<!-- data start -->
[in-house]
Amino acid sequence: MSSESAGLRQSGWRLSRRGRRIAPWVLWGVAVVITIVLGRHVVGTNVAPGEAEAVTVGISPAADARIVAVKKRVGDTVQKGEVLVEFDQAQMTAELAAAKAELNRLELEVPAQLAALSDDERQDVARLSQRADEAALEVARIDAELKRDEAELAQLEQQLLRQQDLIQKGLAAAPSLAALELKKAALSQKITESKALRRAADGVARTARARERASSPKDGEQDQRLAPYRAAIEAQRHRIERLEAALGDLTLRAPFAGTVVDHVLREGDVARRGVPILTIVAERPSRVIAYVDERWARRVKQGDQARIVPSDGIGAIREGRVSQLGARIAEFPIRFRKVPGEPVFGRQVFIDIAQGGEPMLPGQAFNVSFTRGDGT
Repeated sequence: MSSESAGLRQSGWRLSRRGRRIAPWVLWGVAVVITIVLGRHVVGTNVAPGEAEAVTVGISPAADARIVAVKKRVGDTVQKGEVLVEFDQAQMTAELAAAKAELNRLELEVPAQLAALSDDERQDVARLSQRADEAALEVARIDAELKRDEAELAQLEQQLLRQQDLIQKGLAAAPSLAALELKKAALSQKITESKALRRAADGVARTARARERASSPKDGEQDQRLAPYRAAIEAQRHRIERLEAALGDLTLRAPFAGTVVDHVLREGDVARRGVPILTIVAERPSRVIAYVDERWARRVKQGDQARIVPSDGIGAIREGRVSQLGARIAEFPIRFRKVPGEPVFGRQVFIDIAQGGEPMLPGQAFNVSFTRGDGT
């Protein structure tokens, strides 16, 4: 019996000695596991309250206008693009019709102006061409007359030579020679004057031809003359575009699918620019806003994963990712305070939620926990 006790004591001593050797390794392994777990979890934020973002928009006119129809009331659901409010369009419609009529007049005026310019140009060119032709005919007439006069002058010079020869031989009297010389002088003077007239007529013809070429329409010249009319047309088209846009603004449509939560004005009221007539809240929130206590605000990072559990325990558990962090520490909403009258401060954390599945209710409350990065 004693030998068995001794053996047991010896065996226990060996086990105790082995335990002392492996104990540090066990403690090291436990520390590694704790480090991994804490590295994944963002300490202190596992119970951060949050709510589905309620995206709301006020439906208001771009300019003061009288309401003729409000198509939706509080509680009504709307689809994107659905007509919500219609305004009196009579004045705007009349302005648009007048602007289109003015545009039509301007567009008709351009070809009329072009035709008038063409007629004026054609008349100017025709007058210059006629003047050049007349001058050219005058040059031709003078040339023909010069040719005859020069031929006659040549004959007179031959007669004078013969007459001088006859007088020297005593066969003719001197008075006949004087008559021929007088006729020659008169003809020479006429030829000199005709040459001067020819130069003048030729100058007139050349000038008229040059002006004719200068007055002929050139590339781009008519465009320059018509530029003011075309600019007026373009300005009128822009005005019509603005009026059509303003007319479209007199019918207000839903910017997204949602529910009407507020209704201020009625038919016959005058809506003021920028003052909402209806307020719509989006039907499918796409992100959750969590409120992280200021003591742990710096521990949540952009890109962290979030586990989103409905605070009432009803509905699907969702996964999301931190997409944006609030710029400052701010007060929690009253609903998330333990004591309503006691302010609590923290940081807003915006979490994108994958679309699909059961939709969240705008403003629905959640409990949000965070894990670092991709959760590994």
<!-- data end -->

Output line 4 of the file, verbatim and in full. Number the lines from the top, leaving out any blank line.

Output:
């Protein structure tokens, strides 16, 4: 019996000695596991309250206008693009019709102006061409007359030579020679004057031809003359575009699918620019806003994963990712305070939620926990 006790004591001593050797390794392994777990979890934020973002928009006119129809009331659901409010369009419609009529007049005026310019140009060119032709005919007439006069002058010079020869031989009297010389002088003077007239007529013809070429329409010249009319047309088209846009603004449509939560004005009221007539809240929130206590605000990072559990325990558990962090520490909403009258401060954390599945209710409350990065 004693030998068995001794053996047991010896065996226990060996086990105790082995335990002392492996104990540090066990403690090291436990520390590694704790480090991994804490590295994944963002300490202190596992119970951060949050709510589905309620995206709301006020439906208001771009300019003061009288309401003729409000198509939706509080509680009504709307689809994107659905007509919500219609305004009196009579004045705007009349302005648009007048602007289109003015545009039509301007567009008709351009070809009329072009035709008038063409007629004026054609008349100017025709007058210059006629003047050049007349001058050219005058040059031709003078040339023909010069040719005859020069031929006659040549004959007179031959007669004078013969007459001088006859007088020297005593066969003719001197008075006949004087008559021929007088006729020659008169003809020479006429030829000199005709040459001067020819130069003048030729100058007139050349000038008229040059002006004719200068007055002929050139590339781009008519465009320059018509530029003011075309600019007026373009300005009128822009005005019509603005009026059509303003007319479209007199019918207000839903910017997204949602529910009407507020209704201020009625038919016959005058809506003021920028003052909402209806307020719509989006039907499918796409992100959750969590409120992280200021003591742990710096521990949540952009890109962290979030586990989103409905605070009432009803509905699907969702996964999301931190997409944006609030710029400052701010007060929690009253609903998330333990004591309503006691302010609590923290940081807003915006979490994108994958679309699909059961939709969240705008403003629905959640409990949000965070894990670092991709959760590994």